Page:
General Rose Care for Climbers and Hybrid Teas
- Roses enjoy soil rich in organic matter. Amend at planting time with compost, peat moss, or aged manure.
- Good drainage is very important. Roses do not like consistently wet root systems.
- Water roses early in the morning, providing a deep drink every few days
- Ideally, roses enjoy morning sun, shade during the hot hours and a return to late afternoon sun. If you cannot accommodate this in your yard, plant your rose in a place that receives at least 7 hours of direct sun.
- When planting grafted roses, bury graft 2” below the ground
- Remove pots, including cardboard types when planting
- It takes 6 to 8 weeks for bare-root roses to develop an adequate root system
- Feed roses once a month from mid-May to mid-August
- Grafted roses should be mulched after the first frost—combine soil and mulch and mound 6” – 8” around roses for insulation purposes. Rose collars help hold this material in place over the winter. Remove mulch material around mid-May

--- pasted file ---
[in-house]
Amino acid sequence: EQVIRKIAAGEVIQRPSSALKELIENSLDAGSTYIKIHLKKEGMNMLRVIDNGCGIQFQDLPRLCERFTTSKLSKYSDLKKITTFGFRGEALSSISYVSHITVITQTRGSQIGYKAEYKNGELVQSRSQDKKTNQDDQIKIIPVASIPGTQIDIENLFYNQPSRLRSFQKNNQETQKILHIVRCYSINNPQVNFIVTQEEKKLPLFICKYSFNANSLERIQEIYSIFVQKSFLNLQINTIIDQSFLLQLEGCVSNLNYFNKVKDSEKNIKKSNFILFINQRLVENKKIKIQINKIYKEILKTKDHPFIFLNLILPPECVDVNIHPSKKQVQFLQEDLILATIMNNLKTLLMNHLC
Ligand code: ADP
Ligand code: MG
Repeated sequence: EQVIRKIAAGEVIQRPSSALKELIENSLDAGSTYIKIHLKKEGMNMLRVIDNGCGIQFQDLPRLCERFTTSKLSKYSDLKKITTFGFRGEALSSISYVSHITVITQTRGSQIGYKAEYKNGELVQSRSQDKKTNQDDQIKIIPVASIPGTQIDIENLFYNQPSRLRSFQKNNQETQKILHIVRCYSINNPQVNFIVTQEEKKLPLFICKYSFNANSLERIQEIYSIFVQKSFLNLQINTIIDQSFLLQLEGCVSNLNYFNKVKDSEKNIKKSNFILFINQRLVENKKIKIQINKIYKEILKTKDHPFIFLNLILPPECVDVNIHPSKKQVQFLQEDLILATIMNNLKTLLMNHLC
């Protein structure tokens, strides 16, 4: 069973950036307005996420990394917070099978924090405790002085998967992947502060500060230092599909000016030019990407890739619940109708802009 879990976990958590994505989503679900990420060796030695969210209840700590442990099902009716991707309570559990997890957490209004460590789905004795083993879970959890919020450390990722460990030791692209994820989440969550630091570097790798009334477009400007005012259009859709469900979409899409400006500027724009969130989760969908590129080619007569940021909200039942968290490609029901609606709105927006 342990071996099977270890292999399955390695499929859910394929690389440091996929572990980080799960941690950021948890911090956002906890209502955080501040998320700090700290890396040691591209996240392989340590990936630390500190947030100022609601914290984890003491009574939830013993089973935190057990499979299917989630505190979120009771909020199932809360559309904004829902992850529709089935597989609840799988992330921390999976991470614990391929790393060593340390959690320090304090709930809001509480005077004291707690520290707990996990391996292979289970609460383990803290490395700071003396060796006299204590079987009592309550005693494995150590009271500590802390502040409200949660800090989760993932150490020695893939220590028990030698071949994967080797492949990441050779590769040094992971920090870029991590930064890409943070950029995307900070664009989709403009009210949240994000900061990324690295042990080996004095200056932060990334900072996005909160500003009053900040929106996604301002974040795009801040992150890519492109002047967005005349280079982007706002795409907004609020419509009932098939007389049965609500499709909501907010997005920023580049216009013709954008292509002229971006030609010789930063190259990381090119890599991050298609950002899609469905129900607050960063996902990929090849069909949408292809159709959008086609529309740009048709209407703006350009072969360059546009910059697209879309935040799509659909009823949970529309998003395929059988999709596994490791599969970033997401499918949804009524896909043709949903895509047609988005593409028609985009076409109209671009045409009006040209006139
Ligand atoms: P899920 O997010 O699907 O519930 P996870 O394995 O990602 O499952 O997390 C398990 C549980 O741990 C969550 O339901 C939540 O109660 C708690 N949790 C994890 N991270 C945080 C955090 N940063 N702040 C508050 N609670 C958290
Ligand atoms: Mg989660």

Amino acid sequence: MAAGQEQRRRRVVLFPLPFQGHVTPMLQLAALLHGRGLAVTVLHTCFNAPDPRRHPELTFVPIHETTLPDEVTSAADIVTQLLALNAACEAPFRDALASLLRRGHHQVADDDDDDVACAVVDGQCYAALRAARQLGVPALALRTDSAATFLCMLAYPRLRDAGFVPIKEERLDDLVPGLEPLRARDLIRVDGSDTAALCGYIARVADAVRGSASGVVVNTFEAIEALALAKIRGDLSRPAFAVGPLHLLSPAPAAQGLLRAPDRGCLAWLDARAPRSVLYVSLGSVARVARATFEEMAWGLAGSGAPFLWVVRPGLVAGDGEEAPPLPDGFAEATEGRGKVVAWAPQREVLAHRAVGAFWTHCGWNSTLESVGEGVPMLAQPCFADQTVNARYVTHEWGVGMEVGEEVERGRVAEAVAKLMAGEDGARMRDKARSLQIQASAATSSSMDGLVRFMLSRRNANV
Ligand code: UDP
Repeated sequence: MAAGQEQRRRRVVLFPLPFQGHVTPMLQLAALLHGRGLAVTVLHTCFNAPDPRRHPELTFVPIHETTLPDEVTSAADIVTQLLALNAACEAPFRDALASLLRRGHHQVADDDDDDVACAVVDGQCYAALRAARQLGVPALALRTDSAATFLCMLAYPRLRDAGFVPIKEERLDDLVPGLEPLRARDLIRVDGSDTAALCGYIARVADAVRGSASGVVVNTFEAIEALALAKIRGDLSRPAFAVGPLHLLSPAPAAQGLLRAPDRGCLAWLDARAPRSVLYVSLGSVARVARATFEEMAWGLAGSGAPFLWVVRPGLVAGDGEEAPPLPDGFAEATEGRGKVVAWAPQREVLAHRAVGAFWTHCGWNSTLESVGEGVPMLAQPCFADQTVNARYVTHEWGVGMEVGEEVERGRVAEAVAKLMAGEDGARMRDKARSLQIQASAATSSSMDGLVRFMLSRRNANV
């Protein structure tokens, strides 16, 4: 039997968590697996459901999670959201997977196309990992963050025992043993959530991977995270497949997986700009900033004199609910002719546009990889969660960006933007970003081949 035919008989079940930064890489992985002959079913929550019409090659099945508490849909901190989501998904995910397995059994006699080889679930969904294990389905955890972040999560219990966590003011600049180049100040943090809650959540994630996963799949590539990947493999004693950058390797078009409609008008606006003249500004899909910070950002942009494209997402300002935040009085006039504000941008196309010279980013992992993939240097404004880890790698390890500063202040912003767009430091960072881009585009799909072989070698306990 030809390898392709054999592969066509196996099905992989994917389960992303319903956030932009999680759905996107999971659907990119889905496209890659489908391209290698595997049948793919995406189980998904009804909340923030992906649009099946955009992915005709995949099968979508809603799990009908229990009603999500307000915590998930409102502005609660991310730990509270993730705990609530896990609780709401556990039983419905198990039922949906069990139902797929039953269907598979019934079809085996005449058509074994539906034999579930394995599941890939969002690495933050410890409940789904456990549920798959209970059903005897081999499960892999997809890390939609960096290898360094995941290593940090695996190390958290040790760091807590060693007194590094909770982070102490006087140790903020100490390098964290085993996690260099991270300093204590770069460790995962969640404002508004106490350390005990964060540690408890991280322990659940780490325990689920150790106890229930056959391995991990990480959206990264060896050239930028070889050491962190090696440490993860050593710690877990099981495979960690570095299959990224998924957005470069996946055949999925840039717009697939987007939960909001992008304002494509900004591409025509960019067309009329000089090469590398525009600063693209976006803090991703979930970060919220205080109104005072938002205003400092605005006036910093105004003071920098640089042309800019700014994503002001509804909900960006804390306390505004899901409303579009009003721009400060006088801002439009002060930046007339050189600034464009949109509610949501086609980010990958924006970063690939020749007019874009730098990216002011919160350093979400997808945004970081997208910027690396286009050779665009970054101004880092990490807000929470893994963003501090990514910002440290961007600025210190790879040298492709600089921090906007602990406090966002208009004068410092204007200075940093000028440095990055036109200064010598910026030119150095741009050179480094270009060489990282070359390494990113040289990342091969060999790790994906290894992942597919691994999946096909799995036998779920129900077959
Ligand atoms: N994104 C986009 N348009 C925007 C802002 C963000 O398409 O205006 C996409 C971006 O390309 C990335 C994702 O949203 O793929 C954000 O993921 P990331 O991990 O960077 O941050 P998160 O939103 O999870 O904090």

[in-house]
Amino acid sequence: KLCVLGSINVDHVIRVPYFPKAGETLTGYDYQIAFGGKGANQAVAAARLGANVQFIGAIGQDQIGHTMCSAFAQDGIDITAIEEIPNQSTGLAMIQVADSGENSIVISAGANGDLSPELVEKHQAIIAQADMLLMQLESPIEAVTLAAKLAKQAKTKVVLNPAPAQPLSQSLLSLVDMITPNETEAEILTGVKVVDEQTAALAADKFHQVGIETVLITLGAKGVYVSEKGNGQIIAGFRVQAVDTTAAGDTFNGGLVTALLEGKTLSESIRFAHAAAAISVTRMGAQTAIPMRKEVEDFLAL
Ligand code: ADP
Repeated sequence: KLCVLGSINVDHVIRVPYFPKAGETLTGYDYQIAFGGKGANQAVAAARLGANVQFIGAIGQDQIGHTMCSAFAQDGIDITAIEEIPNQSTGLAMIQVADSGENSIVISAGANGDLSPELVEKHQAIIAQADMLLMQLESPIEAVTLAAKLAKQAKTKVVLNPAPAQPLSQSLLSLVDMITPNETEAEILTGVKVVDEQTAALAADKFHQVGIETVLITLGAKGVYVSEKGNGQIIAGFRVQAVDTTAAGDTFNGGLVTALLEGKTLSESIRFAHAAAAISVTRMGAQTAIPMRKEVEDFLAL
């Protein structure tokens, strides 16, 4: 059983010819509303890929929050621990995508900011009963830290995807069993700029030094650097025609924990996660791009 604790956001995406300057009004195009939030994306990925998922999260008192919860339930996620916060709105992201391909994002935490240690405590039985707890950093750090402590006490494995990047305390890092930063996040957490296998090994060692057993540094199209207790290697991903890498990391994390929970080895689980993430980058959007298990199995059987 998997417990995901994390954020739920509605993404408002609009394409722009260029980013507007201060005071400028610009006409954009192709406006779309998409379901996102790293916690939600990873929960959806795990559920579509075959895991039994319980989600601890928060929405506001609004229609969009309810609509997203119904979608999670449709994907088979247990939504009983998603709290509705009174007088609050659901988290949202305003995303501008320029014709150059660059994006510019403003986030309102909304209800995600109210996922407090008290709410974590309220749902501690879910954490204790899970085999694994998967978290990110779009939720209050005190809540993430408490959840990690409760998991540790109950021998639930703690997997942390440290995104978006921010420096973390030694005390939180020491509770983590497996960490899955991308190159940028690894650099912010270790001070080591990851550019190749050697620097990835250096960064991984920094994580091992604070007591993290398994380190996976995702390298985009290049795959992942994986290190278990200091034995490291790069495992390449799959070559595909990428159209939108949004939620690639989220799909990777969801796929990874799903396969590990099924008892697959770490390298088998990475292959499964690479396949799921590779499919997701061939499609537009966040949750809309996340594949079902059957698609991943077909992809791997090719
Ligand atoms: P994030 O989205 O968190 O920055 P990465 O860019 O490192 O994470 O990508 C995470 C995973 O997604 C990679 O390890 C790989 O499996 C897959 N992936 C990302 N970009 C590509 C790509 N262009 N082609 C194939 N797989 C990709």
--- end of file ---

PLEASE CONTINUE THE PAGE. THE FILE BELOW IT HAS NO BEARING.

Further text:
- VERY IMPORTANT: Water roses twice a month during the winter
- Good cultural practices prevent many insect and disease problems
Special Considerations for Winter
- As autumn approaches, you'll need to protect your roses from the harsh winter elements.
- To discourage tender new growth, do not fertilize after mid-August
- Refrain from pruning (including spent flowers and rose hips) after the last flush of fall flowers, which is generally about six weeks before the first frost (Remember the average first killing frost in downtown Colorado Springs is October 10th,)
- Continue watering during autumn but begin to reduce your water frequency early to mid September
- Avoid transplanting in Fall, this is best done in Spring.
- Insulate the plants by mounding each with 12” of soil around the crown early to mid-fall—mulch after the ground freezes solid, usually after several nights of temperatures around 20 degrees. Rose collars help hold this material in place over the winter.